I never got chance to post anything about them… Like everybody else I was expecting to be watching them in the Quarters… maybe not the Semi’s looking at the spreadsheet in which I put some hypotheticals before all this began, but at least still in the competition. But now it’s the 2nd time that a World Cup holder has gone out in the group stages. Weird. All very weird.
But as they say… FOOTBALL ! Well… as we say.. They say Calcio.
Although I have to admit when I was looking at their teamsheet, in years gone nearly all the Italian players were household names. This time though I wasn’t familiar with most of their squad. Some people will defend them saying that this was a transitional team. The veterans in were still showing the new kids the ropes.
It’s all very sad and unlike with the French farce there is some sympathy for them. But also some puzzlement and the question: What went wrong ?
ESPN USA use this tagline on their World Cup coverage: “One game changes everything.”
Boy did it.
Some music to play them out… and this via goal.com (which fixes a typo on their article):
World Cup 2010: Italy Coach Marcello Lippi Sings The Song Of Faith
Marcello Lippi hopes a song entitled ‘Italy My Love’ (‘Italia, Amore Mio’) strikes a chord with the players ahead of the World Cup.
Lippi will be a guest at the San Remo music festival on February 19 and hopes the song will help players fine tune their motivation for South Africa.
“I accepted the invite, but I will not be singing,” he told La Gazzetta dello Sport.
“I am happy to be there and I hope the song ‘Italy my love’ is a good omen for us in light of the World Cup in South Africa.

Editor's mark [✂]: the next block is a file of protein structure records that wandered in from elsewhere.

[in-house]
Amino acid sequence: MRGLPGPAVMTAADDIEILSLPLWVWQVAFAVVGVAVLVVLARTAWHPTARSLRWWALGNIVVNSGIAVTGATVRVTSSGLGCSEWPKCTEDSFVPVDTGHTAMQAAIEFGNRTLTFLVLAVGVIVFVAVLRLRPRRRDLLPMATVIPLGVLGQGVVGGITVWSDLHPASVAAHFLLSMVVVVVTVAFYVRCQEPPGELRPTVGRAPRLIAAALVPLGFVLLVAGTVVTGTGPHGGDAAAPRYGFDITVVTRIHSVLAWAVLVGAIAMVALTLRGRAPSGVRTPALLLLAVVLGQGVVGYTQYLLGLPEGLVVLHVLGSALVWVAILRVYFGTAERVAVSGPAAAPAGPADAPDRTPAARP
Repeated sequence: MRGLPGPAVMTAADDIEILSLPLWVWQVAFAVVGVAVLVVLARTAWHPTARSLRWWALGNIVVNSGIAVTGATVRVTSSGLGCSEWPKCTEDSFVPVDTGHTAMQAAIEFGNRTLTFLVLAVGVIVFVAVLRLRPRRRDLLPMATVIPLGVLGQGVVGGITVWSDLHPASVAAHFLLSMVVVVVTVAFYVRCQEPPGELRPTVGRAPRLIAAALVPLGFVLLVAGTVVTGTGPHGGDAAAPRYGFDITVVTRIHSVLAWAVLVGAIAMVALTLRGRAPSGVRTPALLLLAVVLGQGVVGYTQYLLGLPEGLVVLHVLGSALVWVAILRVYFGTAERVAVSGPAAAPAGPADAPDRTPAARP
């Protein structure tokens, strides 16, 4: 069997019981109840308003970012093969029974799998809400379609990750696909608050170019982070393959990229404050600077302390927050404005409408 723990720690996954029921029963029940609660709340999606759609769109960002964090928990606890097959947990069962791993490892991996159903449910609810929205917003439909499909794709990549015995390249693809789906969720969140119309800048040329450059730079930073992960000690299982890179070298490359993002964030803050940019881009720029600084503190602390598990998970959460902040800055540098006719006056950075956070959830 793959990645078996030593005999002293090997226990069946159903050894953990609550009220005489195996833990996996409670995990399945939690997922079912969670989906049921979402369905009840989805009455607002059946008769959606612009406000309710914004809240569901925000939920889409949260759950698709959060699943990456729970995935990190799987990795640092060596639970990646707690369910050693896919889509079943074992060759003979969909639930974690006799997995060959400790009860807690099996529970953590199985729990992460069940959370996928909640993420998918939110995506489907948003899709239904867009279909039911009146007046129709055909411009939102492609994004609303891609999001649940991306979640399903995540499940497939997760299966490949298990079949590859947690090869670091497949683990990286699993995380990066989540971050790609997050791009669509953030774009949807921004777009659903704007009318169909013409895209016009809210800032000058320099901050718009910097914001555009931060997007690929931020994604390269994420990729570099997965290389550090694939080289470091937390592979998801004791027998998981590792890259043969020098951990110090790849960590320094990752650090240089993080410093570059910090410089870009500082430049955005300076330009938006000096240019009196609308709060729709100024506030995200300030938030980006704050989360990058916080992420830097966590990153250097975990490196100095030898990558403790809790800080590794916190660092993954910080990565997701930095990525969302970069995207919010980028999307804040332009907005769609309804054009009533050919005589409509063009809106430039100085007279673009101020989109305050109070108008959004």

“I have great faith in the team and the players are really proud of wearing the Italy shirt.
“It’s like a dream for them and I hope we can share this with all Italians so we can deserve their love.”
|» Pupo, Emanuele Filiberto & Luca Canonici – Italia, Amore Mio|
Valerio Scanu Wins Controversial Sanremo Festival
Valerio Scanu was the winner of the 60th edition of Italy’s flagship Sanremo Festival. The competition concluded chaotically on Saturday (Feb. 20) amid concerns about the voting system.
Scanu came first with the song “Per Tutte le Volte Che” (“For All the Times That”), while a trio consisting of Pupo, Emanuele Filiberto and the tenor Luca Canonici came second with “Italia, Amore Mio” (“Italy, My Love”). The third place went to Marco Mengoni with “Credimi Ancora” (“Still Believe Me”).
However, there were concerns about some unusual results.
On one evening, the elimination voting system was entrusted to the festival’s orchestra and a jury that had been picked to represent the demographics of the Italian population. Scanu and the Pupo-Filiberto-Canonici trio were initially eliminated from the competition, but were readmitted when the vote was left to TV viewers, who could express their preference by text message.
Many observers – and several festival competitors – were incensed by the apparently special treatment accorded to the Pupo-Filiberti-Canonici trio. Emanuele Filiberto is the grandson of the Italian king Umberto II, who was exiled at the end of the second world war. The family was readmitted to Italy in 2002 and since then the 37-year-old Filiberto (who was born and raised in Switzerland) has carved out a career as a (largely non-musical) media personality.
Critics felt that his trio’s over-the-top patriotic song was given an unfair advantage in winning phone votes when Marcello Lippi, coach of Italy’s national soccer team, appeared as a Sanremo guest and expressed his liking for it. On that occasion Emanuele and his partners even sang a slightly altered version of the lyrics, which is technically against the Festival regulations.
On the final night, when it was announced that Pupo-Filiberto-Canonici had come second, the members of the Sanremo Festival orchestra tore up their sheet music in protest. The consumer rights group Codacons has even called for the Festival result to be suspended, amid claims that the telephone vote may have been rigged.
Extra Time – From The Italian Job soundtrack:
|» Matt Monro – On Days Like These|